Authors’ Roundtable: Humor in Writing- Karen Cantwell and Bridget Stegman

4 Aug


This week’s discussion topic is ‘Humor in Writing,’ and our guests are Karen Cantwell, author of Take the Monkeys and Run, and Bridget Stegman, author of Summer Resolutions. If you love mysteries with a generous helping of humor, check it out.

Karen Cantwell:

Mark Twain said, “Humor is the great thing, the saving thing. The minute it crops up, all our irritation and resentments slip away, and a sunny spirit takes their place.”

I’m very excited to be participating in this roundtable discussion. When David invited me to talk about how I inject humor into my writing, I said “Sure!” I can do that. But soon after, I wondered. Can I? How DO I inject humor into my writing? Hmmmm. I’ve always found turkey basters to be quite useful . . .

Okay, so let’s see if I can get temporarily serious on the subject of funny. Truth be told, I’ve never really thought about HOW I inject humor into my writing. I just do it. It seems that even when I set out to write a serious piece, some little bit of humor finds its way into the story. But how do I do it? I decided to consult some experts on the subject and see if they could dissect for me what I was doing.

Steve Martin said this: “Chaos in the midst of chaos isn’t funny, but chaos in the midst of order is.” Well, yes. This is true. When I look at my own novel, Take the Monkeys and Run, the entire story revolves around a hugely chaotic event in the life of soccer mom, Barbara Marr, who has generally led a very orderly, sedate life. Barbara Marr’s suburbs is order – what happens to her over the course of the three days of the story, is CHAOS. As Barb puts it herself in Chapter Five: “Not necessarily being accustomed to finding dead heads in neighborhood basements, I wasn’t exactly sure how this was going to go down. Would I be wearing gray by the end of the day, curled up on a cot singing the jailhouse blues?” Monkeys, severed heads, mafia – chaos.

The great man of humor, Groucho Marx said, “Humor is reason gone mad.” Immediately I think of Janet Evanovich’s Grandma Mazur in the Stephanie Plum series. Grandma Mazur is not your typical grandma. Typical grandmas – grandmas we expect to read about – are REASON. Grandma Mazur, however, is an old lady that shoots bullet holes into the dining room tables and attends punk rock concerts – she is reason gone mad. And she’s one of the funniest characters out there.

Another funny man, Victor Borge said, “Humor is something that thrives between man’s aspirations and his limitations. There is more logic in humor than in anything else. Because, you see, humor is truth.” Well, ain’t that the truth? I find that some of my funniest lines in Take the Monkeys and Run are those that people might think truthfully in their minds, but not necessarily say out loud. In Chapter One, Barb’s husband has left her. She’s in bed trying to find something on TV, to distract her from her misery, but she finds nothing but movies about divorce: “Disgusted, I turned off the TV, turned out the lights and contemplated learning voodoo so I could hex Howard with a festering urinary tract infection.”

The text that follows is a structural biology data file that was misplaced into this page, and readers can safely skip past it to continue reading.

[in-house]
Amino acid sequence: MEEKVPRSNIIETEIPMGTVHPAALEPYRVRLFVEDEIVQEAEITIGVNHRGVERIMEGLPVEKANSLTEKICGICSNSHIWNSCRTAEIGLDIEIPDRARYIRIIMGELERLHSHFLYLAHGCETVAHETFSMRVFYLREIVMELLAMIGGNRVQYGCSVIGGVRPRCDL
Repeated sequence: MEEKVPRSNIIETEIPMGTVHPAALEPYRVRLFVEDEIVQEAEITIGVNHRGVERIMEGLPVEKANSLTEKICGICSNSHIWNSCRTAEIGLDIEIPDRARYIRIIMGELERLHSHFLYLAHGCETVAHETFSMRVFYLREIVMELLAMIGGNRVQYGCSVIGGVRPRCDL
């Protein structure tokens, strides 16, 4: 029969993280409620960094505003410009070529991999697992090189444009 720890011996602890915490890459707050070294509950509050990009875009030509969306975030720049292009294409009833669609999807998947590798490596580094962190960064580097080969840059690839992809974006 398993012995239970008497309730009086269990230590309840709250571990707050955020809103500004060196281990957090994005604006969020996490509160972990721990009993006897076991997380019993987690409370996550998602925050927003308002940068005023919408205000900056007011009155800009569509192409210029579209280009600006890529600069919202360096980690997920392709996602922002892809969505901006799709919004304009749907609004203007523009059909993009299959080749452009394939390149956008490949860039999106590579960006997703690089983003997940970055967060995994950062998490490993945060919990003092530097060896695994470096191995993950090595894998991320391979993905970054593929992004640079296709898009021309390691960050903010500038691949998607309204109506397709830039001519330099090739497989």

Finally, I, Karen Cantwell can attest to the poop-can-be-funny rule: “There are definitely, unequivocally three monkeys . . . make that four monkeys in my trees. And the fourth one just pooped on my mums.”

Thanks, David!

Bridget Stegman

Everyone has a different idea of what humor is to them. My collection of short stories has a main character that has a neurotic personality, and nothing ever goes as planned. My goal is to have my readers laughing at her “situations”.

I remember reading Janet Evanovich’s One for the Money, and thinking what a great job she did at creating a story that was naturally funny with believable characters. Evanovich does an outstanding job of telling a story, maintaining a high level of interest and making the reader laugh out loud. I have never been a bail bondsman, like Evanovich’s main character, but I could put myself in the characters shoes and picture myself catching the bad guys.

Humor can also be easily misunderstood in writing. A writer’s goal might be to make people laugh, when instead the reader is offended or in a worst-case scenario, the reader is bored. A good humor writer has to know their audience and plan accordingly. I often find myself laughing when I hear a country song on the radio. I doubt this was the writer’s goal, however, humor is subjective. Apparently I’m easily amused by beer and losing best friends.

Thanks to Karen and Bridget for sharing their thoughts. If you enjoy humor in fiction, be sure to give their books a try!

4 thoughts on “Authors’ Roundtable: Humor in Writing- Karen Cantwell and Bridget Stegman

  1. Thanks for the insights Karen and Bridget. I find that humor is difficult for me to include in my novels and stories, although it does peek out on occasion. We;ll see if it can be a bit more often.

  2. Thanks for the post. I've tried to add humor in some of my short stories but none of my novel length fiction. I find it much easier to put humor in my personal essays.

  3. Thank you, David for having me here to share what little I seem to know! 🙂 I do hope the quotes from others far more knowledgeable than me helped give writers some idea.

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